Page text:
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Update: Intel Expands Our Battery Testing At CES 2013

Update: Intel Expands Our Battery Testing At CES 2013
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We've already shown that x86 competes readily with ARM's simpler architecture when it comes to battery life. We continue our investigation at this year's CES, where Intel came packing its own tests on four current-generation tablets.

At this year's CES, we had a chance to spend several hours with Intel engineers in the company's suite at the Venetian, breaking down the power consumption of four new tablets based on Intel's own Atom Z2760, Nvidia's Tegra 3, and Qualcomm's APQ8060. 

Get it, ARMs?Get it, ARMs?

Benchmarking is tricky business. When testing graphics cards, we’re accustomed to presenting performance as an average frame rate over time. But we know that isn’t an absolute representation. When we evaluate storage, we run corner cases and real-world transfer tests. But, again, we know those metrics don’t necessarily characterize every aspect of how drives behave, particularly since drive behavior changes over time. Similarly, when measuring how much power a tablet consumes and how long its battery lasts under a given workload, keep one thing in mind: that measurement is really only good for one specific test, and therefore not necessarily reflective of what you plan to do with the device. The graphics and storage considerations are nothing new, but when it comes to power testing tablets, how much can the benchmark workload really affect the outcome?

Plenty, it turns out. Enough to change the finishing order in our battery testing.

Testing Power Granularly, Again

Why go to all of this trouble in the first place? Well, Intel is naturally concerned about the perception that its x86 ISA is more complex, and therefore less viable in the mobile space. The company is eager to dig in as deep as possible to as many devices as possible based on its own technology and the competition. Alan’s piece, ARM Vs. x86: The Secret Behind Intel Atom's Efficiency, covered much of that though, illustrating the power performance of both Atom and Tegra 3 using defined benchmarks.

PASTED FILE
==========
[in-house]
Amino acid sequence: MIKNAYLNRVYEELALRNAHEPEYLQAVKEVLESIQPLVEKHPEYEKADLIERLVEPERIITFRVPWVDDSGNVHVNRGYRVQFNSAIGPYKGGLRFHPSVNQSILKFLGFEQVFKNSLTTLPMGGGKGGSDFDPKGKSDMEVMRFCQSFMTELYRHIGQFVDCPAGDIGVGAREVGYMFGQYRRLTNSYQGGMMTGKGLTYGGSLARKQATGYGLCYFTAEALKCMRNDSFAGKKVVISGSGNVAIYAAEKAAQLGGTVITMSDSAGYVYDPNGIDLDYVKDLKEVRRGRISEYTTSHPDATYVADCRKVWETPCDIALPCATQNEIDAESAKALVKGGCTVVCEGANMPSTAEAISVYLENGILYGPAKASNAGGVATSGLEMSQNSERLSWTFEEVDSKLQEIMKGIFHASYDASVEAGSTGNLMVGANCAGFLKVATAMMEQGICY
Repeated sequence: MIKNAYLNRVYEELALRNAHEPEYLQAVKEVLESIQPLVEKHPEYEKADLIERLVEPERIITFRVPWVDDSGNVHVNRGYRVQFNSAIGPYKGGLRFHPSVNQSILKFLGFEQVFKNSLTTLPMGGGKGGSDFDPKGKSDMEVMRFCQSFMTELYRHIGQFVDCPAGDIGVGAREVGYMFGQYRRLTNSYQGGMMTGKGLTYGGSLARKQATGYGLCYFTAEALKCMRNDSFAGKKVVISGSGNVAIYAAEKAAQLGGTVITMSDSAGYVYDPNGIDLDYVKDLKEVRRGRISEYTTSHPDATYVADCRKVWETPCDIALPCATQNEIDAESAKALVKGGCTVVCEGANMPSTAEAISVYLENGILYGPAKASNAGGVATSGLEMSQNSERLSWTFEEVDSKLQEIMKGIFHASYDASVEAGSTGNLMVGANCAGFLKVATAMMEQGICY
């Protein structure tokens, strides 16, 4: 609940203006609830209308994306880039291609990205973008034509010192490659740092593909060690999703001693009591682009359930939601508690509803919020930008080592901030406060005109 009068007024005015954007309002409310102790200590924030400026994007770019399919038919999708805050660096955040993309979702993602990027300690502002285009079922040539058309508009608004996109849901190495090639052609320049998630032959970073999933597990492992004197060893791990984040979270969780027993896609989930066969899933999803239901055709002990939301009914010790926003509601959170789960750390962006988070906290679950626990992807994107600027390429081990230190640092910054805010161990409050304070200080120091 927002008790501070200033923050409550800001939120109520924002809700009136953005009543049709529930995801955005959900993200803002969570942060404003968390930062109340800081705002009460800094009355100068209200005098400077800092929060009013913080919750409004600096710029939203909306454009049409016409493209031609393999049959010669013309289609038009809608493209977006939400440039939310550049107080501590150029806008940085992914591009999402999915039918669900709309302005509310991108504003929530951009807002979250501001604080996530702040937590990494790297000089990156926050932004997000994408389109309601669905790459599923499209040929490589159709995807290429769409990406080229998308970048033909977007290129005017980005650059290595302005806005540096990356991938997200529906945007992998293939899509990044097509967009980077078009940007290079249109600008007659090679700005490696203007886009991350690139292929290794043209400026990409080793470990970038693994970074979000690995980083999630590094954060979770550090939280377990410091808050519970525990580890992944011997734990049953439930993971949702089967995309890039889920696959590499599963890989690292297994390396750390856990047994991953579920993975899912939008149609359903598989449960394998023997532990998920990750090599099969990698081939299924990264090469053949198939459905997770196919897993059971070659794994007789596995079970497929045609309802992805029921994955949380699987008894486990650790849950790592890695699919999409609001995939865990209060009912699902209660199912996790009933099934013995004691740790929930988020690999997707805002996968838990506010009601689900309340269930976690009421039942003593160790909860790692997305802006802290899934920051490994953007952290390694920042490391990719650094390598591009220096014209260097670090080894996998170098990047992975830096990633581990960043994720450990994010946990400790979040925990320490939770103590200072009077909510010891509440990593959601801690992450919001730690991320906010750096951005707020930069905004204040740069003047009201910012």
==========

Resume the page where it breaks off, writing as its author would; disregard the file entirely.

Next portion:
Two of Intel's engineers setting up power tests on four tablets.Two of Intel's engineers setting up power tests on four tablets.

We’re interested because the hardware has been, up until now, so black-box. You have a smartphone or a tablet, you run what limited tests there are available for a given mobile operating environment, and you try to draw comparisons to dissimilar architectures.

But what if the Web browsing and video playback battery life tests you’ve seen up until now weren’t telling you as much as they possibly could? What if connecting leads to the battery, processing cores, graphics engine, and panel shed even more light onto how the tablet you have your eye on might behave under the tasks you typically perform?

After running three Web-based workloads and a pair of video playback tests, it quickly became clear that drawing sweeping conclusions about power is uninformed at best, and misleading at worst.

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  • 1 Hide
    amuffin , January 10, 2013 6:00 AM
    Strike a pose for the camera!
  • 1 Hide
    archange , January 10, 2013 7:17 AM
    Are there any news about the 5th companion core in Tegra being supported under RT? Is software patching feasible?
  • -4 Hide
    abbadon_34 , January 10, 2013 7:45 AM